Tony O’Leary, a skilled Howard era media adviser, was seen being escorted out of the Prime Minister’s private election night party in by a security guard. He resigned two days later.
Staff have been forced to move to Canberra, with the absurd outcome that they are separated from their bosses who return to their electorates when Parliament is not sitting.
All this has occurred in the Prime Minister’s name, “under his benign gaze”.
The end result is that government is trapped in the unreal bubble of Canberra, and Credlin dictates who sees Abbott and what advice he receives.
Anyone who has objected has been sidelined, demoted, pushed out by Credlin. She has centralised control in Stalinist fashion, determining all staff appointments, and pay, vetoing the wishes of even senior ministers to hire a chief of staff or adviser of their choice
A cursory knowledge of group psychology will tell you that a small group with no diversity of opinion is a sure-fire recipe for bad decisions.
“You used to have a smorgasbord of people who had input,” says one former insider.
“But she has hunted out of that office anyone with an independent opinion.”
As soon as Abbott settled into office, Credlin took over his diary and made it secret, unlike the open book of Howard’s era. Under Credlin, staff had to look out the window into the Parliamentary courtyard to even see if Abbott was in town.
The most astute political operators, those with corporate memory and an understanding of the dark arts, have left. The resulting brain drain demonstrates itself regularly with embarrassments such as the easily avoidable photograph of Joe Hockey and Mathias Cormann enjoying a cigar during Budget deliberations.
The horrendous serial confusion over the GP copayment was another example of amateur hour in the PM’s office, which left him looking like a goose, not knowing what his staff had been telling journalists.
There are stories of tantrums and tears if anyone challenges Credlin. Visitors tell of Credlin yelling obscenities at the PM. Staffers have been instructed by Abbott to buy her flowers if they fall out with her.
Meanwhile her profile keeps growing. She hit the front pages last year talking about the burqa ban, and again to deny telling Foreign Minister Julie Bishop (“Julie”) that she could not attend a climate meeting in Peru. Bishop’s anger at the effrontery resulted in a story in which the two women were described by a colleague as “like two Siamese fighting fish stuck in the same tank”.
Unedifying barely covers it.
Credlin appears frequently in photographs with the PM, at the top tables with world leaders. Business leaders complain she is present whenever they meet Abbott. Some claim she answers questions on his behalf.
One story has her kicking up a fuss when there was no chair available for her in an ambassadorial meeting, with the result that Abbott’s foreign affairs adviser had to vacate the room for her.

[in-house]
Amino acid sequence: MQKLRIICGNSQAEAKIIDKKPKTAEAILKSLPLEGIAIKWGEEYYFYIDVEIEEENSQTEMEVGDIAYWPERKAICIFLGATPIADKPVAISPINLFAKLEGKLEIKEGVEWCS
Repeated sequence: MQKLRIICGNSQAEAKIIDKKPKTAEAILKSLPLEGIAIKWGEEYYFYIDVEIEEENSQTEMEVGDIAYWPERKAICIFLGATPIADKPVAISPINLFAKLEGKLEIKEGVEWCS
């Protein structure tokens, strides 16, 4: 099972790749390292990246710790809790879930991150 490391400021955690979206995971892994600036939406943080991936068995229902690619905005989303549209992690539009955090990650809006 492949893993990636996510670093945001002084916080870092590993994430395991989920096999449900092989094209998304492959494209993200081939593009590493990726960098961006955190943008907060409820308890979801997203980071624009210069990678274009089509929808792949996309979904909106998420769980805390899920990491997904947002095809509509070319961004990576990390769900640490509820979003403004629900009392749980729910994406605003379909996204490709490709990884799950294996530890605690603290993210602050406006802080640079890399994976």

There is more, much more. The so-called Credlin Choke is strangling the business of government. Important people can’t get her to return their calls.
In the Liberal Party, John Howard is God. He had dinner with Abbott at Kirribilli House before Christmas and spoke bluntly about the Credlin problem. Others reinforced the message, to no avail.
Abbott won’t be dispensing with Credlin’s services. He appears to believe he cannot survive without her.
But she owes it to the government to resign, in the great tradition of staffers who have fallen on their sword once they become a liability.
It is the decent thing to do.
This is a toxic situation. And because the consultative processes available to Abbott for improving his judgement are few and weak, any improvement in his position are likely to be the result of luck.
Paul Monk, the great Australian ‘thinker about thinking’, emphases that the first requirement for good, effective policy is that policy makers be educable in basic facts:
The key to effective use of intelligence is the capacity of policy makers and decision makers to learn. This means three things. First, being educable as to basic realities. Second, being able to adapt policy as those realities change. Third, being capable of reframing policy itself when intelligence findings cast doubt on fundamental assumptions. These might be summed up as the capacities for awareness, understanding and rethinking. “Intelligence failures” occur when one or more of these conditions are not met, whether due to the deficiencies of the intelligence process or the obduracy of policy makers. Policy disasters occur when the third, in particular, is not met.
Without this, there is no chance that they can consistently create good policy.
I remember hearing, many years ago when the businessman Frank Lowy took over Australian Soccer, he had a discussion with the then coach of the national team, Frank Farina. Inquiring about how he came to his decisions, Lowy asked ‘Frank, who do you talk to?’
Who do you talk to, Tony?